When applying to universities, schools will almost always ask for international students to supply a TOEFL score. Your TOEFL score is proof you are sufficient in English to the point where you can function properly in an academic environment, listen and comprehend all necessary material, as well as work in the realm of business as an English speaker. Many universities provide a TOEFL minimum score on their website; if not, it is advisable for all international students to inquire to the admissions office what their minimum score might be.
ETS has generously released some universities’ minimum TOEFL scores on their website, which are seen through the following Undergraduate examples:
Boston University – College of General Studies, School of Management
Columbia International University
Oregon State University
University Of Toronto
You might be surprised to see schools require specific minimums on certain sections. Often times, the speaking and writing sections will have these minimums, as colleges and universities consider both speaking and writing critical to success in their programs. How do you begin to tackle your TOEFL preparation, knowing you might need specific scores on all four sections?
Here is some TOEFL prep advice so you don’t feel too overwhelmed.
Know the Grading System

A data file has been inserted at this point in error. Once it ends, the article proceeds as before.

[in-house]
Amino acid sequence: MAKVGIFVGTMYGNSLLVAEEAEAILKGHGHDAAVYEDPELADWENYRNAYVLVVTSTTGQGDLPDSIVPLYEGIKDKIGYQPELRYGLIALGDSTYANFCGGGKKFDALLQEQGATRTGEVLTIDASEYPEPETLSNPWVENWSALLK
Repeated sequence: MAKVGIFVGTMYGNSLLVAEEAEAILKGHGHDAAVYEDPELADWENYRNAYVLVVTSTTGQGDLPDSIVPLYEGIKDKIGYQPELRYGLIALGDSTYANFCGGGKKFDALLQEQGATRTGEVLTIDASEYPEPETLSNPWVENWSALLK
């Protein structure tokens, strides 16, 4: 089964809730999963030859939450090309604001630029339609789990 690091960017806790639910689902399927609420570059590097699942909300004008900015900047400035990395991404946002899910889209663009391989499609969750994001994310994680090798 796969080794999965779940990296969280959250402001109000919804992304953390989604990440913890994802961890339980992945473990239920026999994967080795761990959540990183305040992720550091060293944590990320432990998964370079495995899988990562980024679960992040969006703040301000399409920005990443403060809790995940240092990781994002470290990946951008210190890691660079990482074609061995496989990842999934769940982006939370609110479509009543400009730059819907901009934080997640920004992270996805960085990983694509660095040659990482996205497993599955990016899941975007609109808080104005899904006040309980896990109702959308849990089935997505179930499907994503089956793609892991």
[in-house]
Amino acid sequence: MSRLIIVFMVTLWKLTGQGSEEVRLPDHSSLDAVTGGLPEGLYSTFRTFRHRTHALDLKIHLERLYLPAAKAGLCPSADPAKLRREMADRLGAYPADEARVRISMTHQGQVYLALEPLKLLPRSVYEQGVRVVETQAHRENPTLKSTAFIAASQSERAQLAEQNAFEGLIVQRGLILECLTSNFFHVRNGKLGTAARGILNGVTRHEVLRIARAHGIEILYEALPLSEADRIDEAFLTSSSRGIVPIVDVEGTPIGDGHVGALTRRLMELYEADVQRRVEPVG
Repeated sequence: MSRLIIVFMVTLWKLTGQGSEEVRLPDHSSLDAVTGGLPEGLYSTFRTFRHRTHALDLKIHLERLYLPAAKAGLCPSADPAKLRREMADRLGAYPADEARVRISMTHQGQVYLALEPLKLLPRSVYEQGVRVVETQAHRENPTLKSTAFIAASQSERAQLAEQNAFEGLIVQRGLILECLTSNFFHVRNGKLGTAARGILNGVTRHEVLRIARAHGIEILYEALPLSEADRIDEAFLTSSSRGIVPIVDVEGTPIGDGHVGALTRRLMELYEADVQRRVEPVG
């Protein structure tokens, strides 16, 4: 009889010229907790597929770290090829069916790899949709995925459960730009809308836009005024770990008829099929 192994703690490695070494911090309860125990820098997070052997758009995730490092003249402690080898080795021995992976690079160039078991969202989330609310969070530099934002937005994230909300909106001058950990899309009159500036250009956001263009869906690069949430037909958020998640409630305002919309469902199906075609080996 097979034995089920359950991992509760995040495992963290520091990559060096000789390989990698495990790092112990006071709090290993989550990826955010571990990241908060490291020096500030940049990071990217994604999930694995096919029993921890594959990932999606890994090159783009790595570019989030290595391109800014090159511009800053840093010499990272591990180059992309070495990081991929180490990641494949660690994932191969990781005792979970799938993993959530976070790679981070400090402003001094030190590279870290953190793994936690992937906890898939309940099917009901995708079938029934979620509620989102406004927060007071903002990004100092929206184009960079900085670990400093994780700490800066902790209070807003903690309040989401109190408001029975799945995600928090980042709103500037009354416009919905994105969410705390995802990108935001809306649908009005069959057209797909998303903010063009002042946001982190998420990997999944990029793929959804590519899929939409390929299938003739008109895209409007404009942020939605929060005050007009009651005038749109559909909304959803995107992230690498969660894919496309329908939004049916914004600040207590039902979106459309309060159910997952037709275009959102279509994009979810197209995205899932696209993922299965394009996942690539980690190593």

As you study, keep in mind what the raters are looking for in terms of a good essay and speaking response. What makes an independent essay get the high score of a 5? What can I do in order to make my integrated speaking responses gain the high score of a 4? The better you know how they grade you, the better you will do on test day.
Learn the Point System
In addition to knowing the rating system of speaking and writing responses, get to know what questions are worth their particular number of points. For example, in the reading or listening section, if you are answering a categorizing question where you are asked to place particular words or phrases into a category – how would they grade your answer if you got three out of four categorizations wrong? These are important things to know so you have no surprises on test day.
Study the TOEFL on a Section-by-Section Basis
Occasionally, when you have the time, it’s a great idea to practice all four skills (reading, listening, speaking & writing) all in the same day; however, it’s in your best interest to focus on each of the skills one at a time. For example, take two days in a row and just work on your speaking. Warm up with independent speaking tasks and then move on to the more challenging integrated tasks.
Remember, progress on the TOEFL takes time, so be patient with yourself.
Overall, the first step in your admissions process is to find out your TOEFL score requirement, then plan your studies accordingly.